Drechslera Cynodontis as a Potential Bioherbicide for Controlling Goosegrass (Eleusine Indica)
Chia, Shin Zhi (2009) Drechslera Cynodontis as a Potential Bioherbicide for Controlling Goosegrass (Eleusine Indica). Masters thesis, Universiti Putra Malaysia.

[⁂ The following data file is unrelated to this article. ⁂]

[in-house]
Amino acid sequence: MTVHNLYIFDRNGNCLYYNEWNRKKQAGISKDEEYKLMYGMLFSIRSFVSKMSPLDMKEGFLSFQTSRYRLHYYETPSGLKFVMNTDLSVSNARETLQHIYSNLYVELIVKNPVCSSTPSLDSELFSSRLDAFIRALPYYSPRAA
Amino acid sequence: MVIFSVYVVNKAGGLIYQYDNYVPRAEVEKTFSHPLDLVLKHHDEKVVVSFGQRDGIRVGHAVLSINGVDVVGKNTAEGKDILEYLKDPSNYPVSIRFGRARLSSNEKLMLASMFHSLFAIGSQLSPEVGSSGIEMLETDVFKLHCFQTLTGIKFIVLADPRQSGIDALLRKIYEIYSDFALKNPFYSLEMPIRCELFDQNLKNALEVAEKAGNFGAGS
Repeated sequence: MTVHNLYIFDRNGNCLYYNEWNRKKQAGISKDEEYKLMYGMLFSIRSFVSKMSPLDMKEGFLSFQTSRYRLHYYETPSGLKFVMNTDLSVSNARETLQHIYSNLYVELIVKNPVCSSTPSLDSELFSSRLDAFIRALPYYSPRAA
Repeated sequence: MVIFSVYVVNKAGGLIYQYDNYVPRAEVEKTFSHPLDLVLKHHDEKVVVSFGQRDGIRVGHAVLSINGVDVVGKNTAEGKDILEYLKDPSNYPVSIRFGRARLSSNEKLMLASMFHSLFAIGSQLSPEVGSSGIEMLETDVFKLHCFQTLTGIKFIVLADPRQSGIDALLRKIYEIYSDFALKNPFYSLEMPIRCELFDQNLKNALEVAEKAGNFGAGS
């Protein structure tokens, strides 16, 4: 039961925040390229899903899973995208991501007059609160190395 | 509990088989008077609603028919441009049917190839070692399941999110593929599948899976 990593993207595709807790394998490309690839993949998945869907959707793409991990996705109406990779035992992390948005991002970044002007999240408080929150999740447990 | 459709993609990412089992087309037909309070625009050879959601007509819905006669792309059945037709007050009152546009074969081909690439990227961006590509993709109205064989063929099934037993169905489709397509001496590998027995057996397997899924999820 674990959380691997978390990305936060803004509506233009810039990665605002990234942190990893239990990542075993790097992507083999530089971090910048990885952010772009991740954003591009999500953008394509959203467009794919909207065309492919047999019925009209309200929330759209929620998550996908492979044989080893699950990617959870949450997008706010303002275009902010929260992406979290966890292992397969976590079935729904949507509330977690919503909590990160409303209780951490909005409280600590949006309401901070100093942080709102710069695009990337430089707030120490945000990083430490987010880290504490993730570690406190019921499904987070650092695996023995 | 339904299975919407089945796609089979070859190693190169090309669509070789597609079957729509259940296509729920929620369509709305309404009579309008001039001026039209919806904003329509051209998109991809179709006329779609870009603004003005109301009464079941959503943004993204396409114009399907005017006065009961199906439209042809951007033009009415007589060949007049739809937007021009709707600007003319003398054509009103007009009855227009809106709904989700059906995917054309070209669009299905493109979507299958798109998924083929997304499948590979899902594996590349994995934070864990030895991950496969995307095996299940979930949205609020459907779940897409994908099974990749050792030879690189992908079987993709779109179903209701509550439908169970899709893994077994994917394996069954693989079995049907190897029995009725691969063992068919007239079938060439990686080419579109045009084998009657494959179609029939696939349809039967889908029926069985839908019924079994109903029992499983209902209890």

An ideal bioherbicide should be easy and cheap to produce, viable and efficacious in controlling target weed with definite time. Drechslela cynodontis has been reported as the potential bioherbicide for goosegrass; however, its control efficacy has several shortcomings. A study was conducted to determine the suitability of D.cynodontis as bioherbicide for controlling gooserass both in the glasshouse and in the field. In the pathogenicity test, mycelium and conidia base concentration have significant effect on disease development as indicated by the high AUDPC values and faster rate of disease development. Significantly higher disease developed (DS=100%) in treatment with 0.05g/ml mycelium and 2.5 x 106conidia/ml respectively on the four leaf-stage goosegrass 6 days after inoculation. Besides, it also caused 100% disease severity on Dactylotenium agegypyium. The fungus infected other closely related grassy weeds (disease index=3 and 4) and produced small necrotic lesions on crop plants such as rice and corn and are resistant (disease index=2) which recovered after several days. Even though D.cynodontis was suitable in various cropping situations, but a crucial understanding of the conditions under which high level of disease development is important. Drechslera sp. requires over of 12 hours of dew period for maximum disease development (DS=100%), dew period less than 12 hour resulted on less disease developed. Therefore oil emulsion (10 % palm oil) has been used to circumvent the dew period requirement, as this emulsion has helped in creating higher disease severity. Temperature between 25-300C are suitable for spore germination and appressorium formation on leave surface. When the incubation temperature was increased to 350C, conidial germination and appressorium formation were reduced. At this temperature, most infection process was stopped at the stage of germ tubes elongation. Spore germination and formation of appressorium were significantly higher in the dark (91%) compared to light (75%) at 300C. Understanding the course of the infection and development of D.cynodontis could aid in elucidating the mechanism of host death and in determine the suitability of D.cynodontis as the biocontrol agent for goosegrass. Conidia started to germinate 3 hr (40.75%) after inoculation on goosegrass in dark condition. Germ tubes were produced abundantly 6 hr (53.75%) after inoculation and penetration occurred after appressorium formation and started to colonize the epidemal cells. For the chemical herbicide interaction study, spore germination was high in treatment containing 0.25X Glyphosate (95%) compare to other herbicides at similar concentration. At this concentration, conidial germination was reduced by 80% with Metolachlor, 72% with Clethodim, 60% with Glufosinate ammonium, and 20% with Paraquat. The interaction between these chemicals and conidia germination indicated a negative linear relationship, where spore germinations are constantly decreased with the increase in herbicide concentration. Sublethal rate of herbicide combined with pathogen may incite synergistic effect, potentially increasing weed control and reducing management costs.
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